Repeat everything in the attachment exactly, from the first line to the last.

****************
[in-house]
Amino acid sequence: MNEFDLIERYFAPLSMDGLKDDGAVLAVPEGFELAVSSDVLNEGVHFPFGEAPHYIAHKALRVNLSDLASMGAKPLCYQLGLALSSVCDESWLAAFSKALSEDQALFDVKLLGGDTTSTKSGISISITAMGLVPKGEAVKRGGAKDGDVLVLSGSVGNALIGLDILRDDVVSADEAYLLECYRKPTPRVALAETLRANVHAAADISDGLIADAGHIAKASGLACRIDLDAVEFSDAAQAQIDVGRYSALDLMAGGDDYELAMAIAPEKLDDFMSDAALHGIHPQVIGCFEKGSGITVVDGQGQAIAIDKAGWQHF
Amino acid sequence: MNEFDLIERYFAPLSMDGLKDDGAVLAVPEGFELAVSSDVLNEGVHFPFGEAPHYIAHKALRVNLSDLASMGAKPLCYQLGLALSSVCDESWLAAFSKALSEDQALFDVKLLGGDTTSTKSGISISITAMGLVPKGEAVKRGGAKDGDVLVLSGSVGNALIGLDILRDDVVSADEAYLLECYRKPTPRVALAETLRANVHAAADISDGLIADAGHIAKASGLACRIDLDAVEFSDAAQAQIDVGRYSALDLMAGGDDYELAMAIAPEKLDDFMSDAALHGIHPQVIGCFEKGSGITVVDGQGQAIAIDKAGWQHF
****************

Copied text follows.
[in-house]
Amino acid sequence: MNEFDLIERYFAPLSMDGLKDDGAVLAVPEGFELAVSSDVLNEGVHFPFGEAPHYIAHKALRVNLSDLASMGAKPLCYQLGLALSSVCDESWLAAFSKALSEDQALFDVKLLGGDTTSTKSGISISITAMGLVPKGEAVKRGGAKDGDVLVLSGSVGNALIGLDILRDDVVSADEAYLLECYRKPTPRVALAETLRANVHAAADISDGLIADAGHIAKASGLACRIDLDAVEFSDAAQAQIDVGRYSALDLMAGGDDYELAMAIAPEKLDDFMSDAALHGIHPQVIGCFEKGSGITVVDGQGQAIAIDKAGWQHF
Amino acid sequence: MNEFDLIERYFAPLSMDGLKDDGAVLAVPEGFELAVSSDVLNEGVHFPFGEAPHYIAHKALRVNLSDLASMGAKPLCYQLGLALSSVCDESWLAAFSKALSEDQALFDVKLLGGDTTSTKSGISISITAMGLVPKGEAVKRGGAKDGDVLVLSGSVGNALIGLDILRDDVVSADEAYLLECYRKPTPRVALAETLRANVHAAADISDGLIADAGHIAKASGLACRIDLDAVEFSDAAQAQIDVGRYSALDLMAGGDDYELAMAIAPEKLDDFMSDAALHGIHPQVIGCFEKGSGITVVDGQGQAIAIDKAGWQHF